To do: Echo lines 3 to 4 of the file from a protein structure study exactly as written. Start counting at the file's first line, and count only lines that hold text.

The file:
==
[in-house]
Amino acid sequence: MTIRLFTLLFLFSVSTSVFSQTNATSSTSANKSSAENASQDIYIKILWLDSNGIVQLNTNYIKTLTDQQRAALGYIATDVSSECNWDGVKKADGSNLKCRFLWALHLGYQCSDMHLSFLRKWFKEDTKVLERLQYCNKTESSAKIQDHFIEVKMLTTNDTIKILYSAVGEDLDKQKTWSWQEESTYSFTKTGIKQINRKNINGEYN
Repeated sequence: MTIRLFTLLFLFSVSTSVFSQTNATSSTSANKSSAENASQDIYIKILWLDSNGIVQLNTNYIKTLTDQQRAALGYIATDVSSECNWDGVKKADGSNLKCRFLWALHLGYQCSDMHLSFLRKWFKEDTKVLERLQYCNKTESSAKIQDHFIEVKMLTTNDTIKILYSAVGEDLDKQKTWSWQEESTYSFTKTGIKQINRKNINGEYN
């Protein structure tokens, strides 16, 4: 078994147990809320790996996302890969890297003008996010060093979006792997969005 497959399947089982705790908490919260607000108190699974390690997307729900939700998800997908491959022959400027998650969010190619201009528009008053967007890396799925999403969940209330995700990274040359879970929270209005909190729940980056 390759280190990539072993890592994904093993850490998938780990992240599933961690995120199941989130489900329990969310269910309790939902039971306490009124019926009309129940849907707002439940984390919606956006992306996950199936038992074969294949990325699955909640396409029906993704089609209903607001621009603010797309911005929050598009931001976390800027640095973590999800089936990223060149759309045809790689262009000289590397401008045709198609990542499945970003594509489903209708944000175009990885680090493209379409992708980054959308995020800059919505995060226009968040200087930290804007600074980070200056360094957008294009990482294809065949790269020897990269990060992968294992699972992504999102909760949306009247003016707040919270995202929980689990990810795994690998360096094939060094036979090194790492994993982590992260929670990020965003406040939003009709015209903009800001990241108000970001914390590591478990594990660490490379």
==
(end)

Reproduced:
Repeated sequence: MTIRLFTLLFLFSVSTSVFSQTNATSSTSANKSSAENASQDIYIKILWLDSNGIVQLNTNYIKTLTDQQRAALGYIATDVSSECNWDGVKKADGSNLKCRFLWALHLGYQCSDMHLSFLRKWFKEDTKVLERLQYCNKTESSAKIQDHFIEVKMLTTNDTIKILYSAVGEDLDKQKTWSWQEESTYSFTKTGIKQINRKNINGEYN
């Protein structure tokens, strides 16, 4: 078994147990809320790996996302890969890297003008996010060093979006792997969005 497959399947089982705790908490919260607000108190699974390690997307729900939700998800997908491959022959400027998650969010190619201009528009008053967007890396799925999403969940209330995700990274040359879970929270209005909190729940980056 390759280190990539072993890592994904093993850490998938780990992240599933961690995120199941989130489900329990969310269910309790939902039971306490009124019926009309129940849907707002439940984390919606956006992306996950199936038992074969294949990325699955909640396409029906993704089609209903607001621009603010797309911005929050598009931001976390800027640095973590999800089936990223060149759309045809790689262009000289590397401008045709198609990542499945970003594509489903209708944000175009990885680090493209379409992708980054959308995020800059919505995060226009968040200087930290804007600074980070200056360094957008294009990482294809065949790269020897990269990060992968294992699972992504999102909760949306009247003016707040919270995202929980689990990810795994690998360096094939060094036979090194790492994993982590992260929670990020965003406040939003009709015209903009800001990241108000970001914390590591478990594990660490490379």